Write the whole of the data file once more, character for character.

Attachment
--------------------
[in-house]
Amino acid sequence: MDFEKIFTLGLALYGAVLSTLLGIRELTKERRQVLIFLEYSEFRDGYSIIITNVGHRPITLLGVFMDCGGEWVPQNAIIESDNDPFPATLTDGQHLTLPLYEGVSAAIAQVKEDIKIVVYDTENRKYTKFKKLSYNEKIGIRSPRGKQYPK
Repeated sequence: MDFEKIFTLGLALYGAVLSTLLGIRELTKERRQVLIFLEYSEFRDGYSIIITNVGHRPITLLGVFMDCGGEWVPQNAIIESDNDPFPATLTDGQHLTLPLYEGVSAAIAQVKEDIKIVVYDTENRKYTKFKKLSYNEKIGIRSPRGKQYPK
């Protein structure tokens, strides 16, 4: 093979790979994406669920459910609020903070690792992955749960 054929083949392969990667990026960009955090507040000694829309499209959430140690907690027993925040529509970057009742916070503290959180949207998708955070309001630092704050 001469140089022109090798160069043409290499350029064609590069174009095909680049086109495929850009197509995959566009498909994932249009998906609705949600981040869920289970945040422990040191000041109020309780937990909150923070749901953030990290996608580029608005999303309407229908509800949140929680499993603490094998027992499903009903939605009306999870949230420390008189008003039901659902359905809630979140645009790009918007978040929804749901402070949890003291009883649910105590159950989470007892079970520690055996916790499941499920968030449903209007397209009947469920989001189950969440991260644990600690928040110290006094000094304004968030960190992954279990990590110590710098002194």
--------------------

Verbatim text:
[in-house]
Amino acid sequence: MDFEKIFTLGLALYGAVLSTLLGIRELTKERRQVLIFLEYSEFRDGYSIIITNVGHRPITLLGVFMDCGGEWVPQNAIIESDNDPFPATLTDGQHLTLPLYEGVSAAIAQVKEDIKIVVYDTENRKYTKFKKLSYNEKIGIRSPRGKQYPK
Repeated sequence: MDFEKIFTLGLALYGAVLSTLLGIRELTKERRQVLIFLEYSEFRDGYSIIITNVGHRPITLLGVFMDCGGEWVPQNAIIESDNDPFPATLTDGQHLTLPLYEGVSAAIAQVKEDIKIVVYDTENRKYTKFKKLSYNEKIGIRSPRGKQYPK
């Protein structure tokens, strides 16, 4: 093979790979994406669920459910609020903070690792992955749960 054929083949392969990667990026960009955090507040000694829309499209959430140690907690027993925040529509970057009742916070503290959180949207998708955070309001630092704050 001469140089022109090798160069043409290499350029064609590069174009095909680049086109495929850009197509995959566009498909994932249009998906609705949600981040869920289970945040422990040191000041109020309780937990909150923070749901953030990290996608580029608005999303309407229908509800949140929680499993603490094998027992499903009903939605009306999870949230420390008189008003039901659902359905809630979140645009790009918007978040929804749901402070949890003291009883649910105590159950989470007892079970520690055996916790499941499920968030449903209007397209009947469920989001189950969440991260644990600690928040110290006094000094304004968030960190992954279990990590110590710098002194």